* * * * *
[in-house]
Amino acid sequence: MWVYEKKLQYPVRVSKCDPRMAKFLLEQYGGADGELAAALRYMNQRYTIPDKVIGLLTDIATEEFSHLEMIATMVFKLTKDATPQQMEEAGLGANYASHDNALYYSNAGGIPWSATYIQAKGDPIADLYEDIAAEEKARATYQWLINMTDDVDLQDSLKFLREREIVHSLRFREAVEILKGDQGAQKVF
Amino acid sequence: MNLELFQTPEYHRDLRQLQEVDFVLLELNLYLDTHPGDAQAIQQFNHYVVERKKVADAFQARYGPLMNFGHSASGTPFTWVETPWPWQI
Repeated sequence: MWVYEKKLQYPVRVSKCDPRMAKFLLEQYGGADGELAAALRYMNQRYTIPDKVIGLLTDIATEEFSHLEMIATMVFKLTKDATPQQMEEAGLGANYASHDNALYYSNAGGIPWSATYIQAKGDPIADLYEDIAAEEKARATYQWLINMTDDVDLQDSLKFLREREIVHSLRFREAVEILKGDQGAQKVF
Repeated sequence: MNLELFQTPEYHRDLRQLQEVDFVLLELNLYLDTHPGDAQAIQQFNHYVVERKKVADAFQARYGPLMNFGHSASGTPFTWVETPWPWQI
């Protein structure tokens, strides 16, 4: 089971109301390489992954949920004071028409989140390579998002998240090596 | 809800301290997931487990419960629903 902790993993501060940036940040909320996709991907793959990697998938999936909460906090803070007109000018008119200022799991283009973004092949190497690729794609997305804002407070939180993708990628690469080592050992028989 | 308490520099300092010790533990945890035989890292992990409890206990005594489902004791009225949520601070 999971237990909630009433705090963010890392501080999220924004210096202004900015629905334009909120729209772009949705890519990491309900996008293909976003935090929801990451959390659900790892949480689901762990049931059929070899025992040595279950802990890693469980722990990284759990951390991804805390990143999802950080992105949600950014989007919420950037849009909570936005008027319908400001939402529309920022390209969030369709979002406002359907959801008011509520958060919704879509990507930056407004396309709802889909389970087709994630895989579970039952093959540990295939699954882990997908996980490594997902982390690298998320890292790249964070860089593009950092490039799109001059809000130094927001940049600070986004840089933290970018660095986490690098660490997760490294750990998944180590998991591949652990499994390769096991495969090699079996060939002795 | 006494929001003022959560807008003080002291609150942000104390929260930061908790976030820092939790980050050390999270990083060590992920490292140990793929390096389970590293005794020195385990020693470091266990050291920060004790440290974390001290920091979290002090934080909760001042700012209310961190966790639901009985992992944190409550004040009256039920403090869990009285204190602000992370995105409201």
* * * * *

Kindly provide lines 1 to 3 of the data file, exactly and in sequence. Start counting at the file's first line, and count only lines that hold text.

[in-house]
Amino acid sequence: MWVYEKKLQYPVRVSKCDPRMAKFLLEQYGGADGELAAALRYMNQRYTIPDKVIGLLTDIATEEFSHLEMIATMVFKLTKDATPQQMEEAGLGANYASHDNALYYSNAGGIPWSATYIQAKGDPIADLYEDIAAEEKARATYQWLINMTDDVDLQDSLKFLREREIVHSLRFREAVEILKGDQGAQKVF
Amino acid sequence: MNLELFQTPEYHRDLRQLQEVDFVLLELNLYLDTHPGDAQAIQQFNHYVVERKKVADAFQARYGPLMNFGHSASGTPFTWVETPWPWQI